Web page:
Why We Need To Stop Thinking It’s OK To Bash Millennials – By Jennifer L. FitzPatrick

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Author Jennifer FitzPatrick and her husband Sean (Generation X) and Jen’s fabulous Millennial cousins and their Millennial significant others.

Can you imagine bashing someone of another race, religion or sexual orientation at work?  I sure hope not.  So why do some organizations sit by and allow their employees to bash persons based on their age?

Recently a team of Gen-Xers and Baby Boomers told me about a “problem employee” in their workplace.  They went on to describe this employee’s behavior as unprofessional, overly emotional, reactive, and self-centered.  When they offered examples to support these claims, I couldn’t help but agree that they certainly had a problem on their hands.  But I was floored when one member of this team said, “You know, he’s the typical Millennial.”  And then her boss nodded in agreement.


The behavior the team described was certainly concerning.  Frankly, it sounded to me like the employee likely had traits consistent with an untreated personality disorder.  But typical of a Millennial?  No.

Millennials are simply a generation.  Sure, as a demographic they may seek work-life balance, telecommuting options and change jobs more frequently than other generations.  But they are most certainly not known to be destructive in the workplace.

If your organization is age-stereotyping—or worse, generation-bashing, what steps can you take today to be more inclusive?  Better understanding generations at work offers many benefits including increased productivity, profits and morale.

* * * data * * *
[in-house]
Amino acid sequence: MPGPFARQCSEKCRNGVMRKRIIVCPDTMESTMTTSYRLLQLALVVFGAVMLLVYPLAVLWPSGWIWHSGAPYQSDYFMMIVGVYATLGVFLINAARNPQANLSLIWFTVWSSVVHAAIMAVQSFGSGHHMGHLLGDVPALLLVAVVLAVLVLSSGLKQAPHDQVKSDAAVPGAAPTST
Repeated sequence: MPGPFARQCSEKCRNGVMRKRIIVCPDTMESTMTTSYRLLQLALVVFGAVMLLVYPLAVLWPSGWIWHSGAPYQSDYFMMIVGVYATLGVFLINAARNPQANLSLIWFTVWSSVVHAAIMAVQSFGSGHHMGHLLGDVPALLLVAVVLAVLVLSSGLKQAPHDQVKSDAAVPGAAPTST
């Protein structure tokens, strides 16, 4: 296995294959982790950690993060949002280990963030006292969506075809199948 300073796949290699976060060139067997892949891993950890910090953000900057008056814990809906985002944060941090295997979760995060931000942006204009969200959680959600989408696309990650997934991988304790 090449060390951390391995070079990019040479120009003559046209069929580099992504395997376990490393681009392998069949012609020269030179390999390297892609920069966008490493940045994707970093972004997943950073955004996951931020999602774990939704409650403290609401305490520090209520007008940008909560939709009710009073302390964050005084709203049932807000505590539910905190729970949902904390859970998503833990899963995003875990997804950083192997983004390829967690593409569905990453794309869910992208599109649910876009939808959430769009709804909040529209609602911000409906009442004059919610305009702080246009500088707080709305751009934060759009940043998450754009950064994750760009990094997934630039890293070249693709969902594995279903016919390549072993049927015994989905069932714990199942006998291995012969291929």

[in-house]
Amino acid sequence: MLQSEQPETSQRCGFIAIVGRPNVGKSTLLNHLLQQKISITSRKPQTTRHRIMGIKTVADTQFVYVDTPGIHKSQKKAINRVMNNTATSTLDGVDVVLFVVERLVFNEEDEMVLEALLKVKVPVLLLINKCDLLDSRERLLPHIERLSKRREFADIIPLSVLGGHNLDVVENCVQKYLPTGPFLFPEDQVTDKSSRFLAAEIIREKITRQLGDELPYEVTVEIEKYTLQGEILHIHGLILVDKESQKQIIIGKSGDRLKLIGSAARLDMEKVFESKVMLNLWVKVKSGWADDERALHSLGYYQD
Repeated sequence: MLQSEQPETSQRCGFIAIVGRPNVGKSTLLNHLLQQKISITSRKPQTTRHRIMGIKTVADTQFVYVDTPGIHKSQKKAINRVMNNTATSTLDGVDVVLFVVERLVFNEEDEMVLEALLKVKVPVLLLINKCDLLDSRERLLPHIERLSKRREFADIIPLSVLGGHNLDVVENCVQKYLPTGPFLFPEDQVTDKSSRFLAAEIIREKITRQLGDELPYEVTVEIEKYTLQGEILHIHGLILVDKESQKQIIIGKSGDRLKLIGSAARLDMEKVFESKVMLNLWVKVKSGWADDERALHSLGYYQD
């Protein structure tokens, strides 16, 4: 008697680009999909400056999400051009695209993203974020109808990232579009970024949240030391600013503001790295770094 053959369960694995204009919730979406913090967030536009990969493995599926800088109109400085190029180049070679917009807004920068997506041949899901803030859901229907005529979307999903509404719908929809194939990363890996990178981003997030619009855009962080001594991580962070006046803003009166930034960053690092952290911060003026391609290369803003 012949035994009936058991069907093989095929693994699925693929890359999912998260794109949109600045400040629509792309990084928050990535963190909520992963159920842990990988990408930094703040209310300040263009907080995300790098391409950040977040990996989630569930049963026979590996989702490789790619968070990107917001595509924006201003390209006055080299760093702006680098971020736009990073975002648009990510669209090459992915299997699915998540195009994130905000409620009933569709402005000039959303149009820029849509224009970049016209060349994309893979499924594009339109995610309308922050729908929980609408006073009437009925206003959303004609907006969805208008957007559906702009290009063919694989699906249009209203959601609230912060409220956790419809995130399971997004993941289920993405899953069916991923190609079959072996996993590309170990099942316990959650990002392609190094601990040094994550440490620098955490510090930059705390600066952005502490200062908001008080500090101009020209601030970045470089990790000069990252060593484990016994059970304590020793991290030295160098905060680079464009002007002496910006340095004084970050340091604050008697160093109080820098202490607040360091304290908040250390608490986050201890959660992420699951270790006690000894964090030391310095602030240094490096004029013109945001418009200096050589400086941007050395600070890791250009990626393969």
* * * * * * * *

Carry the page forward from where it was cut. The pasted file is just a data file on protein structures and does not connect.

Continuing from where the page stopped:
Jennifer L. FitzPatrick – MSW, LCSW-C, CSP
The founder of Jenerations Health Education, Inc., Jennifer FitzPatrick has over 20 years’ experience in healthcare and gerontology. The author of Cruising Through Caregiving: Reducing The Stress of Caring For Your Loved One, she is also a gerontology instructor at Johns Hopkins University and an Education Consultant to the Alzheimer’s Association. She helps you reduce stress and increase productivity, morale and revenue. Jennifer and Cruising Through Caregiving have been featured in Forbes, U.S. News & World Report, The Huffington Post, Reader’s Digest, Univision and The Chicago Tribune. She has also appeared on ABC and Sirius XM.

Different Generations, Different Ideas About How To Care For Grandma

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Most people acknowledge that our gender, race and religion shape how we view life experiences. Our generation is just one additional way we are diverse—and it impacts the way we view healthcare, aging and caregiving. So even when a family has quite a bit in common, a family of different generations will frequently have different ideas about “what’s best.”

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